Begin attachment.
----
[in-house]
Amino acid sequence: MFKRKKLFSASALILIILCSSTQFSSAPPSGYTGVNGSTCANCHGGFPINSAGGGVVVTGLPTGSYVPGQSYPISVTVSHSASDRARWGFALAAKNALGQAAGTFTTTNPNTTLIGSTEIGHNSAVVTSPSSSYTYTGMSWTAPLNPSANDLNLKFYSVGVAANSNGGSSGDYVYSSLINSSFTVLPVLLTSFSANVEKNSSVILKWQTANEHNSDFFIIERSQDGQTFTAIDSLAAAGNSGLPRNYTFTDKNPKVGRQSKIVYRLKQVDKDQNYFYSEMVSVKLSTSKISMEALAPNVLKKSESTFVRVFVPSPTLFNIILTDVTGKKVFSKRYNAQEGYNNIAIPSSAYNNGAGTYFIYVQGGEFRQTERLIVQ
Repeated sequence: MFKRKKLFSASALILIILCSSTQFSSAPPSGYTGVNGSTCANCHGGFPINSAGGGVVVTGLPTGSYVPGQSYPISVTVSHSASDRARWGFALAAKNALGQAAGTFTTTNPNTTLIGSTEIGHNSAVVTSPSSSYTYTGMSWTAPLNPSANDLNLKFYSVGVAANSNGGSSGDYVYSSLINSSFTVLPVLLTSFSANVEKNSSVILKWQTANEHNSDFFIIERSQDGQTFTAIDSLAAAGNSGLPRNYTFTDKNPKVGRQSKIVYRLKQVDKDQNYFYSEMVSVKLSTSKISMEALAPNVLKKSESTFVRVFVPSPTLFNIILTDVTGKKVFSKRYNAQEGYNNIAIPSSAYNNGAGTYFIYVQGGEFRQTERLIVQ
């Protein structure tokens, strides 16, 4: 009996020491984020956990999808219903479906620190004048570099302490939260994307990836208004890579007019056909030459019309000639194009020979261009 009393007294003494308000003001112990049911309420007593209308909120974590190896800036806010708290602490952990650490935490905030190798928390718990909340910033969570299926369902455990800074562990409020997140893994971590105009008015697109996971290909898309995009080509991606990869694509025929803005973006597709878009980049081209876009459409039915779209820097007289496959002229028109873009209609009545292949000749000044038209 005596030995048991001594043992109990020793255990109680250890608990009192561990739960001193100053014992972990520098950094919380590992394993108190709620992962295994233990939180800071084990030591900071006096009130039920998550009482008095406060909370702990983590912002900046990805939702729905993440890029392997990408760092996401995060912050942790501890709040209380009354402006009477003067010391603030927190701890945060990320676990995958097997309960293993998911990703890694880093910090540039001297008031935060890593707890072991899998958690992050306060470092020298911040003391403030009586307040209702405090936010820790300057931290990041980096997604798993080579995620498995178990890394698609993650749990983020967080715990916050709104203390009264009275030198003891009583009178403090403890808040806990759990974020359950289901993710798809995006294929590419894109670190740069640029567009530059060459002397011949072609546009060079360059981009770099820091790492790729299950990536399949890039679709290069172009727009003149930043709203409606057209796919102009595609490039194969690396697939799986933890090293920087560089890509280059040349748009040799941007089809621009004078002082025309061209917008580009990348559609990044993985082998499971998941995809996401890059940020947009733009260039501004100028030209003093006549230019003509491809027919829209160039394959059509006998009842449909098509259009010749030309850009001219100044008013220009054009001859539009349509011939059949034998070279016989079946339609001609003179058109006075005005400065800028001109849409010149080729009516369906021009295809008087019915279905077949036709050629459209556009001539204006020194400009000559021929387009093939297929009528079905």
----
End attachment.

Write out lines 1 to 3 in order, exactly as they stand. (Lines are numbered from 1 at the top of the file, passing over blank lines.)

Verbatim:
[in-house]
Amino acid sequence: MFKRKKLFSASALILIILCSSTQFSSAPPSGYTGVNGSTCANCHGGFPINSAGGGVVVTGLPTGSYVPGQSYPISVTVSHSASDRARWGFALAAKNALGQAAGTFTTTNPNTTLIGSTEIGHNSAVVTSPSSSYTYTGMSWTAPLNPSANDLNLKFYSVGVAANSNGGSSGDYVYSSLINSSFTVLPVLLTSFSANVEKNSSVILKWQTANEHNSDFFIIERSQDGQTFTAIDSLAAAGNSGLPRNYTFTDKNPKVGRQSKIVYRLKQVDKDQNYFYSEMVSVKLSTSKISMEALAPNVLKKSESTFVRVFVPSPTLFNIILTDVTGKKVFSKRYNAQEGYNNIAIPSSAYNNGAGTYFIYVQGGEFRQTERLIVQ
Repeated sequence: MFKRKKLFSASALILIILCSSTQFSSAPPSGYTGVNGSTCANCHGGFPINSAGGGVVVTGLPTGSYVPGQSYPISVTVSHSASDRARWGFALAAKNALGQAAGTFTTTNPNTTLIGSTEIGHNSAVVTSPSSSYTYTGMSWTAPLNPSANDLNLKFYSVGVAANSNGGSSGDYVYSSLINSSFTVLPVLLTSFSANVEKNSSVILKWQTANEHNSDFFIIERSQDGQTFTAIDSLAAAGNSGLPRNYTFTDKNPKVGRQSKIVYRLKQVDKDQNYFYSEMVSVKLSTSKISMEALAPNVLKKSESTFVRVFVPSPTLFNIILTDVTGKKVFSKRYNAQEGYNNIAIPSSAYNNGAGTYFIYVQGGEFRQTERLIVQ